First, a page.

As the Jackson Fire Department bus crept slowly through the streets of the Washington Addition on that hot day in June, it was hard to ignore the abandoned homes, many of which were nice before the crack epidemic devastated the neighborhood. Most every street just south of Jackson State University and just north of Highway 80, where many professors and JSU staffers used to live, is dotted with decrepit houses. Some are just charred remains on top of a slab—meaning that they used to be nice houses, the mayor pointed out—and others clearly “trap houses” where drug dealers sell their product as the lookouts watch for police.
Abandoned houses, or “bandos,” create a climate conducive for crime, and there are hundreds of them throughout Jackson, and many of those are owned by the State of Mississippi. Yarber had no easy answers, but the City also started a Neighbor’s First program to allow nearby residents to buy empty lots for $10 and lots with structures for $50.
Yarber also took the radical step last year of putting code enforcement for dilapidated housing under the Jackson Police Department. JPD has demolished more than 200 properties to date. “But the only issue is once you tear them down, once you create that space, what do you do with it? How do you educate folks around in utilization of green space?” Yarber said while driving through the Washington Addition, which has many empty, grown-up lots that no one is maintaining, either.
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When Yarber had the bus stop in the middle of a street, his bodyguard in the black sedan in front of the us left his blue lights flashing. “Turn them lights off, man!” Yarber called out, clearly thinking they would scare people as he stopped to talk to passersby with a YMP audio recorder in his jacket pocket. The mayor started interviewing people who stopped by about what needed to happen to reduce crime in the Addition.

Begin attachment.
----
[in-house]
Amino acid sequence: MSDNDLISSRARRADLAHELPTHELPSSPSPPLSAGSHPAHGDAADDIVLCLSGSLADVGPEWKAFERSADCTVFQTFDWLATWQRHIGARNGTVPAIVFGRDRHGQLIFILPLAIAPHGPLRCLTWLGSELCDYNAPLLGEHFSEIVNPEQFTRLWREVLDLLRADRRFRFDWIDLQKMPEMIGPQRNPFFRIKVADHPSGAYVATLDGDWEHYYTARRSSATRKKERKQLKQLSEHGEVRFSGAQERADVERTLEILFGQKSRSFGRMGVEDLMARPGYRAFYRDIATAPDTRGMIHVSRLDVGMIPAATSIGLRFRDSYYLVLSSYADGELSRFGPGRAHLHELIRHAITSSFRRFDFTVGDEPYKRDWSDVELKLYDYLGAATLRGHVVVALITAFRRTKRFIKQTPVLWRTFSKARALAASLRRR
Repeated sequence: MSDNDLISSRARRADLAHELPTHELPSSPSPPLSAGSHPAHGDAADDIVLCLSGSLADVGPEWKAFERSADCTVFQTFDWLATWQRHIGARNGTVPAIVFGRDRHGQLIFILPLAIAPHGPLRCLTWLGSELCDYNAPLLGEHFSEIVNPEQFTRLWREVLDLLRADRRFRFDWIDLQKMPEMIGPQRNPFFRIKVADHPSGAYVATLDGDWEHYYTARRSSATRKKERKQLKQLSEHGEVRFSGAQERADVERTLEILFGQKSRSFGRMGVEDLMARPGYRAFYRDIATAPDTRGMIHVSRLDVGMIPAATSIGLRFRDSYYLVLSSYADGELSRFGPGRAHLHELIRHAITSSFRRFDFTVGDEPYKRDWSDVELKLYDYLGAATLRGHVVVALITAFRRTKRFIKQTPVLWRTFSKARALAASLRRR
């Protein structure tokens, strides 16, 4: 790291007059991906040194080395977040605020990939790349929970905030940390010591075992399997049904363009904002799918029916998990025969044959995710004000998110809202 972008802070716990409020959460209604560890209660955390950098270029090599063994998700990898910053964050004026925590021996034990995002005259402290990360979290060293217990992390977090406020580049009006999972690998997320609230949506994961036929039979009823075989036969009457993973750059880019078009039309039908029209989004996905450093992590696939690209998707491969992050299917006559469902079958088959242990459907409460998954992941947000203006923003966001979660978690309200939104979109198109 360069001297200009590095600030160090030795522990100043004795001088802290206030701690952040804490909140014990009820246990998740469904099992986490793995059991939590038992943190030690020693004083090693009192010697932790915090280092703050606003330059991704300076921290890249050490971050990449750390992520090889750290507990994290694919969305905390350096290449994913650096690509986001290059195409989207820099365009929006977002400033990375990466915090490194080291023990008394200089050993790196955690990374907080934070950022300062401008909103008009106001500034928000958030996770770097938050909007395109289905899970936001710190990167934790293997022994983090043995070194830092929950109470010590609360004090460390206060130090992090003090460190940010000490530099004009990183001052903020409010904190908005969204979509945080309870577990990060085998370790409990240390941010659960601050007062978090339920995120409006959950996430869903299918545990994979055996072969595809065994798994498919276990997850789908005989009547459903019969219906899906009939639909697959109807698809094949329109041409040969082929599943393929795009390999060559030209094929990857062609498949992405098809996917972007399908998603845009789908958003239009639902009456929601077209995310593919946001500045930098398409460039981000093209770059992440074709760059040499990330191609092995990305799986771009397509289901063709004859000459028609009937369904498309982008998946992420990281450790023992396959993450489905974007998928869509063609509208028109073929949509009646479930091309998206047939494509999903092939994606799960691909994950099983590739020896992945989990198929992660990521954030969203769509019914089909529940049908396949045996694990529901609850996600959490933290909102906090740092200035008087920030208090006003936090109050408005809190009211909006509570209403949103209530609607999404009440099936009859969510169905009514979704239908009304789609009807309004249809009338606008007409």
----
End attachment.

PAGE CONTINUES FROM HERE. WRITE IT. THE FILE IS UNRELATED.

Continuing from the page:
“We need to find more for them to do and everything,” said one middle-aged man. “(Help them) go back to school, get your education, work programs, try to help them get jobs so they can have money in they pockets.”
Suddenly, 21-year-old twins Stephen and Steffon Butler—former basketball players at Jim Hill High School who got in trouble and, thus, didn’t finish—came out of a corner store and walked over to greet the mayor. The two young men, former Vice Lords, are part of a group called Undivided that former drug dealer and felon John Knight has started in the Addition to get young people to not follow in his path and to put them to work cutting grass and doing other neighborhood jobs so they don’t resort to drug dealing or stealing if they don’t have jobs (the twins work at Waste Management).
As the twins left, Yarber continued interviewing people about what was needed to stop crime there.
“Get them interactive with the law enforcement, getting them to meet them, and hey, this can be a career that you can go in, and you know, let ’em know that,” another resident suggested.
“That’s a good idea!” Yarber responded.
“Yeah, cuz you know we been having a lot of negativity about our police department and everything, so hey, all of them ain’t perfect, but hey, if (cops) know the people in the neighborhood and the young folks in the neighborhood, that builds a stronger relationship,” the resident continued.
Another one offered, “Like a lot of these yards that need to be cut and everything, we just, we do that there and help build them some career-development skills to help them get …”